On the other hand, there are over 900 drugs that have been associated with liver damage. (5) Drug induced liver damage is to blame for 5% of all hospital admissions and 50% of all acute liver failures. (6)(7) For this reason, individuals that have made taking medications for extended periods of time a way of life, are at higher risk of liver toxicity or more serious liver issues. These individuals are also more susceptible to gallstone pain and other gall bladder symptoms. Cleansing the liver and gallbladder is of grave importance especially to these individuals.

When the liver gets overtaxed, it gets inflamed or gets congested with toxic waste and fat; the result is a fatty liver. The presence of excessive toxins and fat in the liver transforms bile thick and toxic; its flow becomes sluggish. To compensate, the liver increases pressure. The elevated stress is usually accompanied by discomfort over the liver.

Mind you, there are various degrees of a fatty liver. You do not wake up one morning having a fatty liver and having a clean and normally functioning liver the day before. A fatty liver is a condition that builds gradually over time and is brought on by lifestyle and dietary choices.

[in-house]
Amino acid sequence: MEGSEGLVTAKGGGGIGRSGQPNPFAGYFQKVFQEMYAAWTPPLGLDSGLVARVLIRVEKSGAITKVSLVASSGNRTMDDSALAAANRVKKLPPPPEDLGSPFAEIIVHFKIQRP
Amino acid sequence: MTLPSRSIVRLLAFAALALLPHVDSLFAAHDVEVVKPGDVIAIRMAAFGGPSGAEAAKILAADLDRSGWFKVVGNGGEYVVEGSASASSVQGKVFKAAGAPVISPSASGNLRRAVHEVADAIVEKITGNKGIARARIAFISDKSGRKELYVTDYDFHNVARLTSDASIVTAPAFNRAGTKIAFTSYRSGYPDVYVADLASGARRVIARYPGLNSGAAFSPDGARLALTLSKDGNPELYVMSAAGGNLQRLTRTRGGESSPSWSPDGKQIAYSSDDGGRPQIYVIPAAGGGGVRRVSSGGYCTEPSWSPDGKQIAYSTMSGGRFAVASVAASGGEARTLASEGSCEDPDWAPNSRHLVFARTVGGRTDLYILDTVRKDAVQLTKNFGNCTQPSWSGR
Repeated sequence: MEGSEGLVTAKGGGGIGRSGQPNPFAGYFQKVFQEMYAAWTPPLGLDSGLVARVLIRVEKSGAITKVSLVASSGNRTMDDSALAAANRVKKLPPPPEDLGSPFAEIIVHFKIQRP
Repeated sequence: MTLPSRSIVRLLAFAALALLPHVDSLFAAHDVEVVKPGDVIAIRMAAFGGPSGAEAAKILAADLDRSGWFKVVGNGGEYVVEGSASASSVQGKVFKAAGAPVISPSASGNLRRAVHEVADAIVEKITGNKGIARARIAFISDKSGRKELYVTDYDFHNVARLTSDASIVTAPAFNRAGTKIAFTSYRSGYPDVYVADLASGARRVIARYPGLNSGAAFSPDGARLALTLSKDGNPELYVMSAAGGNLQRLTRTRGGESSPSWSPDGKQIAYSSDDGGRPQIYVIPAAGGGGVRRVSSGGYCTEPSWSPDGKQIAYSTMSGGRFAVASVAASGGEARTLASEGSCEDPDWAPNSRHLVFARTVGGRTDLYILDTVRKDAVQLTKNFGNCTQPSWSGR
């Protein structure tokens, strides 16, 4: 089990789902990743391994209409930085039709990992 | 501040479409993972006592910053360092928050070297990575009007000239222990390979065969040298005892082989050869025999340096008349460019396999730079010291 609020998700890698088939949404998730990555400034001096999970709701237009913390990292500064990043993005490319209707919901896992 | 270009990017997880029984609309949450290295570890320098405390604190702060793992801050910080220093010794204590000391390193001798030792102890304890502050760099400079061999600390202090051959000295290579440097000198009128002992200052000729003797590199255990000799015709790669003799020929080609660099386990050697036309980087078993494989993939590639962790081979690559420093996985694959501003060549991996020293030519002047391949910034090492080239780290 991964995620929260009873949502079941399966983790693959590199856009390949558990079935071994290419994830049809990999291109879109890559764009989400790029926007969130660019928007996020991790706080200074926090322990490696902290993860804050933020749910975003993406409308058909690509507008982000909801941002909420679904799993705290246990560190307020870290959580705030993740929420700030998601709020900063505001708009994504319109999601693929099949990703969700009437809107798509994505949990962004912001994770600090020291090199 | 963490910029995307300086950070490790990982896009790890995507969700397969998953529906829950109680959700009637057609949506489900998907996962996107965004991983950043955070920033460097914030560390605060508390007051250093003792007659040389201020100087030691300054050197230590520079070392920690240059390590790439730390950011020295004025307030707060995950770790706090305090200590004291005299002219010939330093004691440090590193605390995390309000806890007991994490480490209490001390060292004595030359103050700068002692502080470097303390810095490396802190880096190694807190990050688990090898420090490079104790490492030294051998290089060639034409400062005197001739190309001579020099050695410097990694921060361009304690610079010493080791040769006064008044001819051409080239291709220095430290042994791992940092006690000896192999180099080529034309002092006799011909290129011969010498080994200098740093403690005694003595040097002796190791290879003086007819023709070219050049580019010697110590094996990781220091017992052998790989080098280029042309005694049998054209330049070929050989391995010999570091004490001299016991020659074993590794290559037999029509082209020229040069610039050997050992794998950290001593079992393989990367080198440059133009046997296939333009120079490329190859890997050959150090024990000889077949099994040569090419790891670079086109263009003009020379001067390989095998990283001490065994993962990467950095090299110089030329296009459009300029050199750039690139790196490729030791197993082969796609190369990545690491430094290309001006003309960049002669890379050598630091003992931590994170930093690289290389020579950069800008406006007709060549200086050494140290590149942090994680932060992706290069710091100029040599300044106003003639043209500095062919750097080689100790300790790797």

When the liver looses the ability to purge waste and cholesterol deposits, domino reactions always follow. Gallstones only crystallize when there is thick toxic bile.

That is when gallstone symptoms manifest.

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Solutions

Removal of the gall bladder will not prevent these toxins from accumulating in and impairing your body over time. If you have ever partaken of any of the above practices and diets you are likely going to have an accumulation of toxins in eliminatory organs such as the intestinal track and purification organs such as the liver.